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Generation X – Natural Change Agents Becoming Our New Corporate Executives

Generation X (born mid-l960s – late-1970s)

This generation is also known by Americans as the Thirteenth Generation, since it is the 13th generation of the USA since 1620. Canadian author Douglas Coupland either (it depends upon who you ask) stole the name of Billy Idol’s old punk band or saw it in an obscure sociology text for his 1991 book Generation X: Tales for an Accelerated Culture. This is a fictional book about three strangers who decide to distance themselves from society to get a better sense of who they are. He describes the characters as “underem­ployed, overeducated, intensely private and unpredictable.” Coupland insists he took his book’s title from another book Class, by Paul Fussell. Fussell used “X” to describe a group of people who want to pull away from class, status and money in society. Because the characters in Coupland’s book fit that description, he decided on the title Generation X.

What GenXers enjoy most is friendship, music, their sound systems, computers and television while school, work, youth groups, and religious group involvement rank very low. Those on the top of the scale represent areas of freedom, choice and independence, while those below are structured and normally run by Boomers.

The phrase GenX was picked up by marketers desperately seeking a name for the “generation without a name.” Of course, there’s been much wrangling about this term, and many others have been offered, not all of them complimentary.

Generation X is the most immigrant generation born in the twentieth century. In a few years’ time, as Xers move through midlife to elderhood, they will be the pragmatic workers that get the job done, at the same time helping the aging Boomers to “get real” without losing themselves in apocalyptic visions. Generation X will be cunning and deft in business and elsewhere, quick to seize opportunities and adapt to changing environments. And they will be nice to be around.



  • Diversity
  • Work-life balance
  • Entrepreneurial
  • Free agents – employability
  • Fun at work; relationships are critical
  • Pragmatic, skeptical & informal
  • Information driven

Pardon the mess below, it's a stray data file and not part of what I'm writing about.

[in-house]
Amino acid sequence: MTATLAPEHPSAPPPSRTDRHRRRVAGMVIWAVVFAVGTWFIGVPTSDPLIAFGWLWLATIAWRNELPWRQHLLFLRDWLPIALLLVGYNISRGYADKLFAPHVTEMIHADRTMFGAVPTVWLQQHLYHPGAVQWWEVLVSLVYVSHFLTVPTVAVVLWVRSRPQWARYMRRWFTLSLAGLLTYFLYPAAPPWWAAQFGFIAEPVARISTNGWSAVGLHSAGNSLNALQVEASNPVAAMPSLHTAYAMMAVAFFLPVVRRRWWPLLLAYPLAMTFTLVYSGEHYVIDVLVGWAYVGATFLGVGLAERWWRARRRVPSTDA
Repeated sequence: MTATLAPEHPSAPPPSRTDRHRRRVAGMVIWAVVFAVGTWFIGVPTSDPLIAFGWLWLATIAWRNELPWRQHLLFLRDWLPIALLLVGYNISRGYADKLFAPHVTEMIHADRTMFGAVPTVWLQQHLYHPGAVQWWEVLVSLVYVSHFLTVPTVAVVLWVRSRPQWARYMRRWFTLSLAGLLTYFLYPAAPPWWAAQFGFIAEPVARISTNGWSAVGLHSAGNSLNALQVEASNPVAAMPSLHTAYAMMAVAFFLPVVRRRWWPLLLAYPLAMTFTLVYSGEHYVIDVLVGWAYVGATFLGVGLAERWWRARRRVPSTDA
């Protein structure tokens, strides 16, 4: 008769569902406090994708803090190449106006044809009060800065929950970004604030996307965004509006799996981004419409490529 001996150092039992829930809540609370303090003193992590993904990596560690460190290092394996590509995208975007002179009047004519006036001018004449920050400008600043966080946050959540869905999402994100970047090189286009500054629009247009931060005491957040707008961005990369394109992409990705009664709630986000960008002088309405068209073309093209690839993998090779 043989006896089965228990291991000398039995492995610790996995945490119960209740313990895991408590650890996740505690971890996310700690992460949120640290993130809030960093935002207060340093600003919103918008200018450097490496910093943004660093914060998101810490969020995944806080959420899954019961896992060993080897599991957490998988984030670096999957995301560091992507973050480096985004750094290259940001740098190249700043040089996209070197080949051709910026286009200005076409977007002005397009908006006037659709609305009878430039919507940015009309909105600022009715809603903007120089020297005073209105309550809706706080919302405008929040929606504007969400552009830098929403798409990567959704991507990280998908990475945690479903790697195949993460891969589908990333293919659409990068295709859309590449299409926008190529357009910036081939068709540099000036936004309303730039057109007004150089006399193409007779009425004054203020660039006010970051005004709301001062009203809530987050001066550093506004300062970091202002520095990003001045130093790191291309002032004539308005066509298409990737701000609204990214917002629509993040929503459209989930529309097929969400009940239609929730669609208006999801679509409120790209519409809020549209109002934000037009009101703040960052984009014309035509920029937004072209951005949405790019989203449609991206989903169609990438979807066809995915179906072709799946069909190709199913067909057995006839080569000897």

• Music is huge; language of expression


  • Crave performance feedback
  • Technoliterate
  • Empowered & independent
  • “Grow in place” career strategy
  • Embrace change; highly creative


  • Impatient with meetings & process; get in, do it, move on to the next project
  • Rebel against micro-management
  • Job changes are necessary & normal
  • Cynical; distrustful of institutions


Media Myth: Materialistic.

Reality: First generation that can expect to earn less (in real terms) than their parents. They want out of debt, so money is important; however material wealth and status are scorned.

Media Myth: Whiners.

Reality: Gen Xers face huge challenges – school loans, skyrocketing real estate costs, environmental disasters, unprecedented healthcare issues, pandemics – yet most are philosophical about the problems they’re inheriting.

Media Myth: “You owe me” attitude.

Reality: Freedom and flexibility are their ultimate rewards. Their goal is to build a portable career. Institutions are suspect.

Media Myth: Unwilling to work hard.

Reality: GenX believes it’s unfair to expect a 70-hour week for 40 hours of pay. They are committed to having a life beyond work. Work is a transactional arrangement – not a cause or calling.

Media Myth: Living on “easy street.”

Reality: In the 1950s, young homeowners could make the monthly mortgage payment by using 14 % of their income. Today it takes 40%. GenXers worry they won’t have enough money to pay for a home and their children’s education


when a Senior (mid 1920s to mid-1940s) collides, they think…

  • Don’t respect experience.
  • That noise is not music!
  • Don’t know what hard work is.

when a Baby Boomer (mid l940s to mid 1960s) collides, they think…

  • Rude – no social skills.
  • Always doing things their own way, instead of following procedures
  • Slackers.

when a GenX (mid-1060s to late 1970s) collides, they think…

  • Don’t worry – Be happy!
  • Like, w-a-y too intense.
  • Information overload.

At no time in our history have so many and such different generations with such diversity been asked to work shoulder to shoulder, side by side, cubicle by cubicle. The once-linear nature of power at work, from older to younger, has been disrupted by changes in life expectancy and health, as well as changes in lifestyle and technology.

We are all individuals. There are countless ways we differ in background, personality, values, preferences, and style. To make judgments about these differences (i.e., who is better), is illogical and meaningless. However, exploring generational diversity can help explain – and bridge – the sometimes-baffling differences behind our unspoken assumptions and at-odds attitudes.

Caution: Be careful to avoid reinforcing negative stereotypes. Generational differences are a start, not an end to understanding.

Source by Pat Thornton

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